“A major investigation of The Efficiency of the Market for Single-Family Homes, (…), demonstrated how slowly equilibrium in the housing market was achieved. (…) [This] remains the single most influential paper Case has produced”, Glaeser and Quigley writes.
Moreover, “The magnitude and importance of house price fluctuations in affecting consumer welfare led to his important paper explicating the relevance of Index-Based Futures and Options Markets in Real Estate for housing and the real estate market (…). This paper is not among Case’s most widely cited academic works, but it did lead to the practical development of institutions to mediate risk in the housing market. Consumers and investors now trade options on Case-Shiller Home Price Indices for a dozen cities on the Chicago Mercantile Exchange”, notes Glaeser and Quigley.
Also, “In tandem with his studies of housing dynamics, Case has conducted a series of empirical analyses linking local public finance to housing outcomes, especially school expenditures and school quality. His most widely cited paper in local public finance, Property Tax Limits, Local Fiscal Behavior, and Property Values”, according to Glaeser and Quigley.
Even though Case was famous for the S&P Case-Shiller Home Price Indices, he prided himself on his teaching (NPR). A student of Case “recalls spending the third class of her Urban Economics course at Wellesley on a bus touring the Boston area, with Case at a mike explaining the history and challenges of different neighborhoods. For a first-hand lesson in real estate, Case sent students out into the market to go through the motions of buying a house” (Metro West Magazine).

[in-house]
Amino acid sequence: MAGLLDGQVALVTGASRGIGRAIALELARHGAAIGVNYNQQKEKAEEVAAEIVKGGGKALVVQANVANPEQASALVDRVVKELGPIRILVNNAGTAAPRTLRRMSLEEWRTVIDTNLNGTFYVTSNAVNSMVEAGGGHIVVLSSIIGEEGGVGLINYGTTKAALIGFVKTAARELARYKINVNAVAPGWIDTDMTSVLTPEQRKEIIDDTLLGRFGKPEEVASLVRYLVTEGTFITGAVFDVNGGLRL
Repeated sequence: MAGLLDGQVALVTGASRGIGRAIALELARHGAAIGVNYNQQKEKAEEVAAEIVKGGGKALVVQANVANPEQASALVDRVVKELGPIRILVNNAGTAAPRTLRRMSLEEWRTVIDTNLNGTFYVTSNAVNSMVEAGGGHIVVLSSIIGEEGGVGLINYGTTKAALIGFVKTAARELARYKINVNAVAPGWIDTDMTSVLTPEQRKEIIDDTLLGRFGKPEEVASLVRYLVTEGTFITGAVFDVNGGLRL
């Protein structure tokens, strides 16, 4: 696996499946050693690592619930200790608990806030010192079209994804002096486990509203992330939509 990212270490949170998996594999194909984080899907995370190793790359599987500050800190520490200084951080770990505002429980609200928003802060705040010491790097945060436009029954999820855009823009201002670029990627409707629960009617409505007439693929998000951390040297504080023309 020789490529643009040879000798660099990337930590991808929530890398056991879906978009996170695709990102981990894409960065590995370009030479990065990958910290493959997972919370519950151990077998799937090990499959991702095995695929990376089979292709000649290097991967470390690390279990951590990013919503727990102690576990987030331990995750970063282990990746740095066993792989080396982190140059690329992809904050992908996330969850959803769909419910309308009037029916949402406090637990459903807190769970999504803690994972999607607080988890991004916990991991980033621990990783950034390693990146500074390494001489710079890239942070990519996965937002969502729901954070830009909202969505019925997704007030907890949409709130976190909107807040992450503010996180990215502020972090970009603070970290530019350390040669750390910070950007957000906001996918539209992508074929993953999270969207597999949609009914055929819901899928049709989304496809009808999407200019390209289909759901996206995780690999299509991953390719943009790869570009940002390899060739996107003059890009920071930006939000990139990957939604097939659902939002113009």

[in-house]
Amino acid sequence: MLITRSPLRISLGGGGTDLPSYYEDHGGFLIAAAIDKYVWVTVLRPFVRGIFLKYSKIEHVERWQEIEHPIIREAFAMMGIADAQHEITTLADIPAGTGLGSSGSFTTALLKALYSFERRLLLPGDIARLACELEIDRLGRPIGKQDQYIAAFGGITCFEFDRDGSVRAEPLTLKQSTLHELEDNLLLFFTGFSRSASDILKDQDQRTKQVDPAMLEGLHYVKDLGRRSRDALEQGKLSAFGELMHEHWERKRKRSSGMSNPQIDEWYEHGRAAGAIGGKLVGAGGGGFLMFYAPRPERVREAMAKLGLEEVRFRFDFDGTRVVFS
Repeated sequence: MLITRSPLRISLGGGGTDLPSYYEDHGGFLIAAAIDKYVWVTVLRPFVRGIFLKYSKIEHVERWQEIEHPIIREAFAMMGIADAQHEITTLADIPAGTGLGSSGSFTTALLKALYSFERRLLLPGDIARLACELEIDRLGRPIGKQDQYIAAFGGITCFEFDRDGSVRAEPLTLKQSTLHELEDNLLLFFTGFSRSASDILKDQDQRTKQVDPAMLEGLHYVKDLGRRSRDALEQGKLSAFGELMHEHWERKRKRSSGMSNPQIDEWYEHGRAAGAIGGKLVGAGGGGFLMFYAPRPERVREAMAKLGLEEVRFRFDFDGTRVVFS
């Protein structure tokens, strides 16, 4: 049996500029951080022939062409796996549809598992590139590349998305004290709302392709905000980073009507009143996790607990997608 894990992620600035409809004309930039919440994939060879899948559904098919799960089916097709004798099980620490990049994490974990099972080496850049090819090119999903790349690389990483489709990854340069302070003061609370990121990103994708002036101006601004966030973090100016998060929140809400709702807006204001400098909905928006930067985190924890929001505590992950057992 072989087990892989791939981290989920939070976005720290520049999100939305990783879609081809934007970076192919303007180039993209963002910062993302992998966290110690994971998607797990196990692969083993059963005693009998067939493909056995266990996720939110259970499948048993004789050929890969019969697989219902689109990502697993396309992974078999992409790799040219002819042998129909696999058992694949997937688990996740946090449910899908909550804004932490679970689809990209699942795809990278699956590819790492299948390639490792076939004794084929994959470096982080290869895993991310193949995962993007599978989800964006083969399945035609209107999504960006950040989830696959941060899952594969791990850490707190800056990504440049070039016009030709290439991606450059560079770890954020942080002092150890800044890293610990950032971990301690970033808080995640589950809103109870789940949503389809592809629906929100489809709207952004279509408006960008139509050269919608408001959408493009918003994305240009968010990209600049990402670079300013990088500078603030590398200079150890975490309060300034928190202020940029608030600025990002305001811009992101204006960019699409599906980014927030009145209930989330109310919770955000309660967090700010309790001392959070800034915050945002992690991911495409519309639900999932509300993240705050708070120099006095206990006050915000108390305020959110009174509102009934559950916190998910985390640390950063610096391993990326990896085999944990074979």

Moreover, “Former students remembered Mr. Case as an exceptionally devoted mentor and ambassador for the liberal arts college who helped recruit student athletes and with his wife, Susan, hosted international students upon their introduction to Wellesley” (Wall Street Journal). They “hosted 37 international students during his time at Wellesley, offering them a home-away-from-home while they attended the college” (Boston Globe).
In a 2007 symposium to honor Case at Harvard University, Elena Ranguelova—a Bulgarian-born economist—“recalled one Christmas when she house sat for the Cases while they visited relatives in Ohio. Before they left, she mentioned to Case that she had a bad toothache. He made an appointment for her to see his family dentist. When she learned that she had to have four wisdom teeth pulled at a cost of $1,200, she asked the student aid society for a loan. But the society told her its funds were exhausted. Hearing this, Case told Ranguelova that he could arrange for the society to find the money. And, sure enough, the dental bill was paid. Some time later, Ranguelova was at a wine-tasting party at the Cases’ house. (Did I mention that he has a wine cellar with bottles more than a half century old?) (…) Suddenly, he was telling a story of how he paid for my [Ranguelova’s] wisdom teeth. Until that moment, she had assumed that she still owed the aid society. Case had let the secret slip” (Metro West Magazine). Talk to Wellesley volleyball coach Dorothy Webb, who calls him “the best fan of athletics I can imagine for any college” (Metro West Magazine).
From flunking a class to receiving an invitation to give a keynote talk
In an interview with NPR (2011), Case is asked: “You’ve had a lot of kudos over the years. Is there anything that sort of stands out as the personally important moment for you?” Case answers: “Last week, we had the 11th hour of the 11th day of the 11th month. I took my first graduate school exam at Harvard at the 11th hour of the 11th day of the 11th month in 1971. And it was taught by a guy named Ed Leamer. I basically flunked that first exam. And I got in the car with my wife and we decided to go look at prep schools because I wasn’t going to make it through economics. Ed Leamer called me up about five years ago. He’s now a dean out at UCLA. And he invited me to come out and give a keynote talk at a conference he was running. And I said, Ed, this is terrific. You flunked me in my first graduate school exam. He, of course, didn’t remember.”